The 1950’s brought us one of more intriguing (and lasting) of showbiz phenomena’s—The TV Star. Suddenly, outside of the movies, theatre, and radio loomed a new pop landscape, one where big buckaroos could be grabbed and across-the-board popularity could be achieved. Gene Barry, who passed away this week at the age of 90, was a TV Star, one with particular staying power, and a vivid persona—The New York Times obit mentioned insouciance, yet his was speckled with a comic inner irony-that made him extremely likeable and easily memorable.
Of course Barry, born Eugene Klass on June 14, 1919, in New York, actually did his time in radio, on stage and up on the big screen, starting out as a radio singer on New York’s WHN, graduated for roles opposite Mae West and in musicals before hitting it big in George Pal’s early sci-fi extravaganza, The War of the Worlds in 1953. Barry’s movie career was largely negligible, outside of a co-starring role in the Robert Mitchum’s corny but endearing Thunder Road (1958) and two cool outings with Samuel Fuller ( a director known for his work with wooden leading men and outré character types) in China Gate (1957) and Forty Guns (1957).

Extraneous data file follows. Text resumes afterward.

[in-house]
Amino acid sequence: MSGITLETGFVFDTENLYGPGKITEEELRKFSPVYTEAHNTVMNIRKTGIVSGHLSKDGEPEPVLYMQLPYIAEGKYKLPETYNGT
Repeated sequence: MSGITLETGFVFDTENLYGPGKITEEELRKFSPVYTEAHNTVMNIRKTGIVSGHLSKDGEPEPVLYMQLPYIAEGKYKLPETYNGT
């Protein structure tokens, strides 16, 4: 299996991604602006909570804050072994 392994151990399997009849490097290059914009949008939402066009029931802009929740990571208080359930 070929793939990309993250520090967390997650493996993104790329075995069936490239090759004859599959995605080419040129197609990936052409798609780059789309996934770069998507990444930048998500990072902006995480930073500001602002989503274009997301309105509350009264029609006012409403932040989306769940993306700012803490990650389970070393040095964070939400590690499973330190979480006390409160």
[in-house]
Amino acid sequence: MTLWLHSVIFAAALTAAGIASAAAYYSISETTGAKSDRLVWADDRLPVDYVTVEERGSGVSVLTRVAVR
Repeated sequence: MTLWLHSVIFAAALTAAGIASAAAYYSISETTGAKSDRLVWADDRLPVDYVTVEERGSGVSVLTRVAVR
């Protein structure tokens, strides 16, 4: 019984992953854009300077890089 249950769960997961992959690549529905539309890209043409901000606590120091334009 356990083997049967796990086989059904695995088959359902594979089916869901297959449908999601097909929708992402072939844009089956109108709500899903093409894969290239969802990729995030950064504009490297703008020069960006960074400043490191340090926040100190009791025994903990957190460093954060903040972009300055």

Barry was perfectly cast as the dapper and suave (but very macho) Bat Masterson (108 episodes from 1958-1961). The series has been in syndication for years, and it doesn’t measure up well to the better TV westerns. But Barry’s dandified Masterson, a derby-wearing, cane-twirling, clothes-horse, ladies-man Westerner who preferred to use his brain over his obvious brawn was a huge hit with audiences, both parents and western-addicted kiddies, and his cheeky charm established him as a true prince of the small screen.